So, when preparing to baste Big Momma my king sized double pinwheel quilt, I thought it would be worthwhile taking some pics as we went. That way I could at least show you how I tackled it and any hints I've picked up along the way. After all, they don't get much bigger then Big Momma!
So, here goes.
1. Prepare. I was basting on the floor of my conservatory so my first job was to vacuum and then mop the floor clean. No dust bunnies on this backing please! Any hard floor surface will do but this was the biggest space we have.
Next was to prep me which meant getting changed into scruffy clothes, pinning my hair back and getting ready to sweat and swear!
2. Find a willing (or reluctant) helper. Experience has taught me that it's 2000% harder to baste a big quilt alone. Find a friend, have a basting party, bribe the husband with beer and soccer, whatever it takes!
3. Mark the middle of each side of the backing. Backing placement wasn't a huge issue for me as my material was in one piece with no seams or panel. However if you have something that needs to be aligned with the quilt top (for instance you have a panel of seam that needs to be centered) you'll want to have everything lined up. We mark the centre be folding the back in half and then putting a safety pin through the fold on each end. Open up the back, fold it the other way and repeat.
4. Lay the backing out and stick it down to your floor. The back wants to be pretty side down and smooth but not taut. If it's over taut it'll keep coming unstuck from the floor and then wrinkling. I use pretty iridescent peacock duck tape to stick my back down (mainly because it's pretty!) and we use lots of small pieces of tape rather than a few large pieces.
5. Lay your batting on top of the back. I smooth out big wrinkles but don't worry overly about the little ones. They'll quilt out.
6. Stick the batting to the back. I use 505 adhesive spray to baste but if you're pinning (you crazy fool!) then skip this step. I peel back half of the batting to reveal the backing and then spray the revealed half of the back (yes I spray the back as it absorbs less spray than the batting) with spray, using quick, short bursts of the spray. If you do long sprays then the nozzle gunks up. I then lay the batting back over the now sticky back and repeat on the other half of the quilt.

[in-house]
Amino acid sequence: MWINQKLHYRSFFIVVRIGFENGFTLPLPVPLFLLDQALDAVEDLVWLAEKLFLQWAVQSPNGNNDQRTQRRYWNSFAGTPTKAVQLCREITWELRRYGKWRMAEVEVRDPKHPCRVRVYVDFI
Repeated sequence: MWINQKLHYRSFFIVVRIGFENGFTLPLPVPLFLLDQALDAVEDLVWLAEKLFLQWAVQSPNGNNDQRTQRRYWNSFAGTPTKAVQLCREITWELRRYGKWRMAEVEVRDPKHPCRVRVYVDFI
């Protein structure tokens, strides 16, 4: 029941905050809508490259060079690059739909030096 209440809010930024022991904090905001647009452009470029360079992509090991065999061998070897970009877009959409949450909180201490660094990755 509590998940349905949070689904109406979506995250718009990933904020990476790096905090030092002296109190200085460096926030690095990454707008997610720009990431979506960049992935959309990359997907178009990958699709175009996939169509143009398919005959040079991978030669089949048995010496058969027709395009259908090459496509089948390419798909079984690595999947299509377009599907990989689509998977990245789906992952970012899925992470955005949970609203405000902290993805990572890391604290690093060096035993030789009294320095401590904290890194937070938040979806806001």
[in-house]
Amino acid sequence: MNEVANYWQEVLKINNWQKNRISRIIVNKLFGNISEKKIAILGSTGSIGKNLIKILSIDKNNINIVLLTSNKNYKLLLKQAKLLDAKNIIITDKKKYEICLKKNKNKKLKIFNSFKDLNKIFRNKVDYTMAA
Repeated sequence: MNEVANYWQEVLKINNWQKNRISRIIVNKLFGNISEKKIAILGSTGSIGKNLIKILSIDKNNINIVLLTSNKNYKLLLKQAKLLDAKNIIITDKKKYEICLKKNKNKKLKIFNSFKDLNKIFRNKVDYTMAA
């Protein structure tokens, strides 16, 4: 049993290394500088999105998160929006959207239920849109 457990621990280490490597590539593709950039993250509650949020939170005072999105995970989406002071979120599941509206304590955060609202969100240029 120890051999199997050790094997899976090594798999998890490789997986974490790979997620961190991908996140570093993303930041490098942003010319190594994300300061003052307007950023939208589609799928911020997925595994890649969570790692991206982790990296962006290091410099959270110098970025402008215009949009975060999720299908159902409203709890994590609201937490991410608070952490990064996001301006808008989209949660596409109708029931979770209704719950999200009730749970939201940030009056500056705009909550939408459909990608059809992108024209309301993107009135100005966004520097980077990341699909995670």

7. Mark the centre of the quilt top edges. As I did with the backing, I use safety pins to mark the centre points of each quilt top side.
8. Lay the quilt top onto of the batting, pretty side up. Make sure that the safety pins on the edges of the top are in line with the safety pins on edges of the back. You might need to peek under the batting to find the pins in the back. The pins won't lay on top of each other exactly because your back should be bigger than your top but they should at least be in line. Tweak as necessary to make them line up and then smooth the top out.
9. Stick the top to the batting. Peel half the quilt top back and then spray the batting (yes the batting this time as you don't want to accidentally spray your pretty quilt top) with the spray in quick, short sprays. Lay the top back down and smooth out, checking the pins still line up. Repeat with the other half of the quilt. You've got some time to make adjustments if you need to before the spray sticks completely.
10. Leave for at least 20 mins. This gives the spray time to set and adhere. Move the quilt too early and you'll risk the layers separating due to the weight of the quilt. Some people flip the quilt and iron the back at this point to get all those little creases out but I'm too lazy for that!
11. Remove tape from edges of quilt and quilt!
I hope this helps anyone thinking about tackling a bed quilt.